4 Tips to Help Make You a Better Storyteller (For Marketers)

Storyteller GKC

Most articles about how to create more compelling content (written, video or audio) say something like, You've got to tell a story, man. Make your reader feel something. But how many of them actually tell you how to become a better storyteller? 

More to the point, when was the last time you wrote a story? I mean a fictional story, one where you invent characters and situations. When was the last time you read a story? If you want to create more interesting content for your business, and you want to do it as a storyteller, then understanding stories is a great place to start. 

These four simple tips can, with time and practice, help you to create content which feels more like a story. 

1. Read more short stories

Throughout the first half of the twentieth century, short stories were incredibly popular in almost every genre. They were beloved by some of our most famous authors, including Ernest Hemingway, Alice Munro, Ray Bradbury and James Joyce. Now, unless you subscribe to certain literary magazines, it's rare to come across any short stories at all.

That's a shame, because for marketers, short stories are a perfect example of how to capture a reader's attention and hold it just long enough to have a meaningful impact.

Just like with your marketing content, in a short story, no single word is wasted. I guarantee that if you read more short stories, you'll develop a knack for writing more interesting content.

Here are five of my favorite short stories:

Little Things, Raymond Carver

For a glimpse into the horrific things normal people can do, there's no better guide than Raymond Carver.

The Lottery, Shirley Jackson

People often call The Lottery the quintessential short story. I agree. 

 The Scythe, Ray Bradbury

I consider The Scythe one of Bradbury's best stories, and its ending one of the most beautiful pieces of prose ever written.

Tom Edison's Shaggy Dog, Kurt Vonnegut

Smart, funny, dry, classic Vonnegut. If you want to understand how to tell a story, read this. 

Stone Mattress, Margaret Atwood

If you didn't appreciate A Handmaid's Tale in school, now's the time to make amends with one of the best short story-tellers ever. 

Bradbury

2. Use simple language and less of it

When we tell stories to people in the flesh, we use simple language and we get to the point, because it's pretty obvious when someone's starting to get bored. In storytelling, it's the same deal; you're sharing a feeling, not showing off how fancy of a writer you are.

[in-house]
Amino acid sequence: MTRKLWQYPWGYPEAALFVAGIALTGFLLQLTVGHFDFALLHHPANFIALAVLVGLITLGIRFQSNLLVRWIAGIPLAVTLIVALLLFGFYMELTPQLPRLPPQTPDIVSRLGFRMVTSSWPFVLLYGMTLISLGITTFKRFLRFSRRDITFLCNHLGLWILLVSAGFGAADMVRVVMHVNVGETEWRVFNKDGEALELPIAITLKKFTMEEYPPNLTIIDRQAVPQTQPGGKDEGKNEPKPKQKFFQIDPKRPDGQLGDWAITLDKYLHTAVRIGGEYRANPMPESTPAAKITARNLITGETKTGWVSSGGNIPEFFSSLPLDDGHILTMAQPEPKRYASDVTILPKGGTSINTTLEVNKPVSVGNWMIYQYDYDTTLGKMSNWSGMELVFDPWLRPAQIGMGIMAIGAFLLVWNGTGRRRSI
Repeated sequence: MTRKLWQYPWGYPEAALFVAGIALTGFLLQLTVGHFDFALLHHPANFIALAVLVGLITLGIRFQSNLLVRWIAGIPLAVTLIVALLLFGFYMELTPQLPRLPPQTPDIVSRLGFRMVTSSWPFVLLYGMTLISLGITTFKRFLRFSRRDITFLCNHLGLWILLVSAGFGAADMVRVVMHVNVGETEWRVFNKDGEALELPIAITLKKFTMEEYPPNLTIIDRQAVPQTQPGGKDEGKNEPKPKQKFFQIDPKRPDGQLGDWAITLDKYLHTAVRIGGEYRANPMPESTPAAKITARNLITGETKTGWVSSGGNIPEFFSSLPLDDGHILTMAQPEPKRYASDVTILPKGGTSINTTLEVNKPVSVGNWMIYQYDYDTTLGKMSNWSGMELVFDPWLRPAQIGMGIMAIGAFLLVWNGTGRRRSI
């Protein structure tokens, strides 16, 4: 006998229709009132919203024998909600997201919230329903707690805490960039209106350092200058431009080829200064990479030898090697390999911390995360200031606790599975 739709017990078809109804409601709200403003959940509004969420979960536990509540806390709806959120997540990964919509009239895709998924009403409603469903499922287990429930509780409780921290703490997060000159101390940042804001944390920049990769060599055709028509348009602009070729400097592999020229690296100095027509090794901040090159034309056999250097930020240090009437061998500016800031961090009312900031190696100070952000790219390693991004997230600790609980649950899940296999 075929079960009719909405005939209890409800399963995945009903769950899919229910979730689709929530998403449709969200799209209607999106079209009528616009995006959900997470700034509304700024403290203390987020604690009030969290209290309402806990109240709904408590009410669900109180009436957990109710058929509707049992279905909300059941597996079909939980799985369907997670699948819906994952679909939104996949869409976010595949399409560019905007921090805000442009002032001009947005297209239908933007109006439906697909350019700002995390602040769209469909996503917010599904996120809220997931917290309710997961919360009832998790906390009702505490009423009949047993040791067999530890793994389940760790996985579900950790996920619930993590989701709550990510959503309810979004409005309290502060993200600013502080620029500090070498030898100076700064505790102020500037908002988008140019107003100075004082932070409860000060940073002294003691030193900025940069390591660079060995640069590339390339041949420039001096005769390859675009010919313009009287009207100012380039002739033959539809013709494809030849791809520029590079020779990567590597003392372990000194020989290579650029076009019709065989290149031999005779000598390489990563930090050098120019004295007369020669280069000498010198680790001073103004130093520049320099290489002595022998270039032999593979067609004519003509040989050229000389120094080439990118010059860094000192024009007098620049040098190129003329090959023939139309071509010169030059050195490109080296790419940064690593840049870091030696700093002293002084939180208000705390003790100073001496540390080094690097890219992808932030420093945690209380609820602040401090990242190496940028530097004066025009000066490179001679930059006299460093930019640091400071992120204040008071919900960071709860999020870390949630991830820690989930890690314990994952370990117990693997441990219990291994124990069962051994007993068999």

This is an excerpt from Little Things by Raymond Carver:

'She turned and tried to hold the baby over in a corner behind the stove.

But he came up. He reached across the stove and tightened his hands on the baby.'

It's one of the most harrowing shorts Carver ever wrote, and the language in it's almost laughably simple. When you strip language down to its bare necessities, more often than not you end up with something much more real. Apply this to your content writing.

3. Be sure, be confident

Fiction writers usually go through round after round of edits, and will only release a story once they're satisfied with every single word. If you wouldn't sit and read, or sit and watch the thing you're about to put out, then why the hell should you expect anyone else to?

If you're generating content for the sake of it, don't do anything at all. It doesn't need to be a masterpiece, but the only content worth your time and the time of others, is the stuff you would happily pick up a year from now and hand to a potential employer or client. 

4. Write something other than marketing content

There is simply no better way to understand how stories work than to write one, or two dozen. And if you're serious about becoming a better storyteller, with your fiction or with your business writing, then you must let others read your work. 

As soon as I'm done with a story, I look forward to having it critiqued, because criticism helps you to plug the holes in your writing, and once you know what people like and dislike, you're in a position to write a better story next time. 

And that's relevant to marketing, isn't it? We're always talking about giving audiences what they want, but unless you allow people to tear your efforts to shreds, you'll never find out what it is they want. 

Becoming a better storyteller takes time, practice and guts. You have access to all three, and I encourage you start right now, with one of the stories listed above.